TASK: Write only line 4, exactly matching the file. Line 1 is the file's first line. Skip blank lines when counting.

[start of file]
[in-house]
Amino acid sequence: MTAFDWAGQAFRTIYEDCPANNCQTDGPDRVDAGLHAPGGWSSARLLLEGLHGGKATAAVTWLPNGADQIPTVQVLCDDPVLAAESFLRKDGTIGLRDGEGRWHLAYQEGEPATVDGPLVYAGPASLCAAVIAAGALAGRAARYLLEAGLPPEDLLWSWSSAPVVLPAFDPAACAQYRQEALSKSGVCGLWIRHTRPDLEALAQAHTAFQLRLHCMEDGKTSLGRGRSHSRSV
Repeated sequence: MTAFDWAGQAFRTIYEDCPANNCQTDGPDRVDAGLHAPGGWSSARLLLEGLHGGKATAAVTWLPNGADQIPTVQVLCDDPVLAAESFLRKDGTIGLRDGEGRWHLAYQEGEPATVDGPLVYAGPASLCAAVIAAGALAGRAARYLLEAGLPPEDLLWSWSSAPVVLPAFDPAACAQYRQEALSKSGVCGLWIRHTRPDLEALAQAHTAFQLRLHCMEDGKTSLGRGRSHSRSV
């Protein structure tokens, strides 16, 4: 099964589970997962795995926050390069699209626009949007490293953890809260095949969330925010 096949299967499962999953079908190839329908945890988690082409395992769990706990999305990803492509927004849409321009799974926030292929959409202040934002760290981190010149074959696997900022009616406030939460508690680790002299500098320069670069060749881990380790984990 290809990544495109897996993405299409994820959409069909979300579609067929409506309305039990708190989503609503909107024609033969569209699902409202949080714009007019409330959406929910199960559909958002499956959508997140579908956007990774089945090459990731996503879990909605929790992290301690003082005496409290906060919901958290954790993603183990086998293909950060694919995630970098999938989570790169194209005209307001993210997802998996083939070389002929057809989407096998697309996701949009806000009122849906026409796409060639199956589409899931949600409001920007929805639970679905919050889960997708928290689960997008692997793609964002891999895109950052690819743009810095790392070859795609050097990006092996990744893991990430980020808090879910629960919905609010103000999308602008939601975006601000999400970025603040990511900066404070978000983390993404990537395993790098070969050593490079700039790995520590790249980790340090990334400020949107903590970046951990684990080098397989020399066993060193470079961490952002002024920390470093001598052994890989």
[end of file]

């Protein structure tokens, strides 16, 4: 099964589970997962795995926050390069699209626009949007490293953890809260095949969330925010 096949299967499962999953079908190839329908945890988690082409395992769990706990999305990803492509927004849409321009799974926030292929959409202040934002760290981190010149074959696997900022009616406030939460508690680790002299500098320069670069060749881990380790984990 290809990544495109897996993405299409994820959409069909979300579609067929409506309305039990708190989503609503909107024609033969569209699902409202949080714009007019409330959406929910199960559909958002499956959508997140579908956007990774089945090459990731996503879990909605929790992290301690003082005496409290906060919901958290954790993603183990086998293909950060694919995630970098999938989570790169194209005209307001993210997802998996083939070389002929057809989407096998697309996701949009806000009122849906026409796409060639199956589409899931949600409001920007929805639970679905919050889960997708928290689960997008692997793609964002891999895109950052690819743009810095790392070859795609050097990006092996990744893991990430980020808090879910629960919905609010103000999308602008939601975006601000999400970025603040990511900066404070978000983390993404990537395993790098070969050593490079700039790995520590790249980790340090990334400020949107903590970046951990684990080098397989020399066993060193470079961490952002002024920390470093001598052994890989």